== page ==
Is the American public really clamoring for the White House’s multitrillion domestic spending plans? That’s what a series of national polls seems to suggest. But a survey No Labels just fielded in 10 of the most important 2022 swing congressional districts (GA-07, ME-02 MN-03, NH-01, NV-04, OR-05, PA-17, VA-07, NJ-05 and VA-07) reveals a much more complicated picture that challenges that assumption.
- Across all districts surveyed, majorities of voters are split or opposed to spending on the scale proposed by the White House across infrastructure, climate change, and social welfare programs.
- 55% of voters across all districts want an infrastructure bill to be bipartisan and the sweet spot is clearly one that costs less than $1 trillion (just 12% support a $2 trillion+ bill).
- Voters in all districts are less likely to support members of Congress who vote for spending $4 trillion dollars.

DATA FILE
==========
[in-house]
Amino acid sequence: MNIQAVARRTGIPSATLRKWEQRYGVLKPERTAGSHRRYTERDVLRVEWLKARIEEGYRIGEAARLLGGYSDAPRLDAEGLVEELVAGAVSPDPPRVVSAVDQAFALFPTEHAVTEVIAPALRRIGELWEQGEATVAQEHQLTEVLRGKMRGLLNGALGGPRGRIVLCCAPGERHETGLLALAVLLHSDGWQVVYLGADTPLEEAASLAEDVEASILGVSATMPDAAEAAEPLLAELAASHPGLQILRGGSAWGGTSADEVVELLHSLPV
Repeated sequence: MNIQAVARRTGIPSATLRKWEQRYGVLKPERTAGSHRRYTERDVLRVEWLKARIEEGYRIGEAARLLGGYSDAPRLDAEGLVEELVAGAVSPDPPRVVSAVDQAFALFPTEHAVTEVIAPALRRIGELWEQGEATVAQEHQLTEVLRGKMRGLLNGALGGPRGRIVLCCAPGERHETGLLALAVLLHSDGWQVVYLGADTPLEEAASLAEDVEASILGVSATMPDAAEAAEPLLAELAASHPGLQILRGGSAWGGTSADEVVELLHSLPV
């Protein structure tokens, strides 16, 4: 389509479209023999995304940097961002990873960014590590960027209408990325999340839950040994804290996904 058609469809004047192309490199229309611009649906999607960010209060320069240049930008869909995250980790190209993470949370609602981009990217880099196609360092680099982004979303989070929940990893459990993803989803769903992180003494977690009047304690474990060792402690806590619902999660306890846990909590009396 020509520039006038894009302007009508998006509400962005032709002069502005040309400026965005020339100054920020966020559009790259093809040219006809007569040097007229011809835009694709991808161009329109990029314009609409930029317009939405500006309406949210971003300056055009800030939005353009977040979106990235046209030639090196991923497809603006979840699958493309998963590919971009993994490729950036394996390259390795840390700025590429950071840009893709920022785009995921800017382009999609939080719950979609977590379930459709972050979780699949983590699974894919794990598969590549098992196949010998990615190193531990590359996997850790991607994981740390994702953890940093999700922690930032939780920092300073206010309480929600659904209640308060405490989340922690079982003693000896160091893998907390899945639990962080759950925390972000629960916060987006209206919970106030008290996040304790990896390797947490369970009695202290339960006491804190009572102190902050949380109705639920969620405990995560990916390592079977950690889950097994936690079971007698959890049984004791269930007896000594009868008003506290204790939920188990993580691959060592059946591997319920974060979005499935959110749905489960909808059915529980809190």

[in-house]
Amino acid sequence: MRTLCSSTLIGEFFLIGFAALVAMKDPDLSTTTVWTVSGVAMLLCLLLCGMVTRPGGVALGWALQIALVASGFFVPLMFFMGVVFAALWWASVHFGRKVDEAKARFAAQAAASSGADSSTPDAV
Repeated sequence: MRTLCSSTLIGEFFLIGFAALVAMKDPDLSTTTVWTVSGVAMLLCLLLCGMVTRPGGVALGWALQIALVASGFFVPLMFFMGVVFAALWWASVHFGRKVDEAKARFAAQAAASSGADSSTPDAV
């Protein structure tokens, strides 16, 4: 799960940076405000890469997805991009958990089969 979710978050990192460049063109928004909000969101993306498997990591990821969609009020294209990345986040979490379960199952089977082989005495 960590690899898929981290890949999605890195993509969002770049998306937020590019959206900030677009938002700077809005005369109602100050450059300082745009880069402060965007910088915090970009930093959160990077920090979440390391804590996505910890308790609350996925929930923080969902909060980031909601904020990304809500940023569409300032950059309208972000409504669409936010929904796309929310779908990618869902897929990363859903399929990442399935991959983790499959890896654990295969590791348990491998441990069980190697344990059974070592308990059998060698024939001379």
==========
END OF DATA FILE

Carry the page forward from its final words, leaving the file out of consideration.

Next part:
- Voters are less likely to vote for a member of Congress who votes to raise taxes by $1.8 trillion
- Voters are less likely to vote for a member of Congress who votes to expand the deficit by $2 trillion with new spending.
- Voters are concerned about and largely against tax increases with 2/3rd of voters concerned that raising taxes could cost the economy jobs and 60% fearing tax-the-rich policies and new corporate taxes will have a broader impact than just on the wealthy.
- Voters in swing districts are concerned that Democrats are going back to the politics of a big tax-and-spend welfare state rather than simply proposing big programs to deal effectively with the country’s big problems.